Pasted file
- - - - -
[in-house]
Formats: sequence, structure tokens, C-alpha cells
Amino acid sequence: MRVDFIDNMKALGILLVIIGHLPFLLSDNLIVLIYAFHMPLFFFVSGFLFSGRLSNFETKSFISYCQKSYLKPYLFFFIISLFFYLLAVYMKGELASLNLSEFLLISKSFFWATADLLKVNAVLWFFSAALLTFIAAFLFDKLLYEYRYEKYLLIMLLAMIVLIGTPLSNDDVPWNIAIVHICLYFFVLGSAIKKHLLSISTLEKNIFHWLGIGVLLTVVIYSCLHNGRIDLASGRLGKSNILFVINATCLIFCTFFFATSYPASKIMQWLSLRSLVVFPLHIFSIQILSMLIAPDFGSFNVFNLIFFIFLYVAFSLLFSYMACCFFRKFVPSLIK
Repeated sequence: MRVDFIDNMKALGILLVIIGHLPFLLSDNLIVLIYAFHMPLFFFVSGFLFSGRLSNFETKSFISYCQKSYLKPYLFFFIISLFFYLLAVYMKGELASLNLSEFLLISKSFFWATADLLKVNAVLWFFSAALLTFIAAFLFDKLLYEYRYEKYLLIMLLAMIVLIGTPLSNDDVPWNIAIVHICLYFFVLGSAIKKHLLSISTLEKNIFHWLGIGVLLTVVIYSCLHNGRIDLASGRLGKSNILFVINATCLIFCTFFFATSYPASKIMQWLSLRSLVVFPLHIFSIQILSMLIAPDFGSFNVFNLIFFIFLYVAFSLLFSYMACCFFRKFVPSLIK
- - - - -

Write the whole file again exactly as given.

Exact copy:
[in-house]
Formats: sequence, structure tokens, C-alpha cells
Amino acid sequence: MRVDFIDNMKALGILLVIIGHLPFLLSDNLIVLIYAFHMPLFFFVSGFLFSGRLSNFETKSFISYCQKSYLKPYLFFFIISLFFYLLAVYMKGELASLNLSEFLLISKSFFWATADLLKVNAVLWFFSAALLTFIAAFLFDKLLYEYRYEKYLLIMLLAMIVLIGTPLSNDDVPWNIAIVHICLYFFVLGSAIKKHLLSISTLEKNIFHWLGIGVLLTVVIYSCLHNGRIDLASGRLGKSNILFVINATCLIFCTFFFATSYPASKIMQWLSLRSLVVFPLHIFSIQILSMLIAPDFGSFNVFNLIFFIFLYVAFSLLFSYMACCFFRKFVPSLIK
Repeated sequence: MRVDFIDNMKALGILLVIIGHLPFLLSDNLIVLIYAFHMPLFFFVSGFLFSGRLSNFETKSFISYCQKSYLKPYLFFFIISLFFYLLAVYMKGELASLNLSEFLLISKSFFWATADLLKVNAVLWFFSAALLTFIAAFLFDKLLYEYRYEKYLLIMLLAMIVLIGTPLSNDDVPWNIAIVHICLYFFVLGSAIKKHLLSISTLEKNIFHWLGIGVLLTVVIYSCLHNGRIDLASGRLGKSNILFVINATCLIFCTFFFATSYPASKIMQWLSLRSLVVFPLHIFSIQILSMLIAPDFGSFNVFNLIFFIFLYVAFSLLFSYMACCFFRKFVPSLIK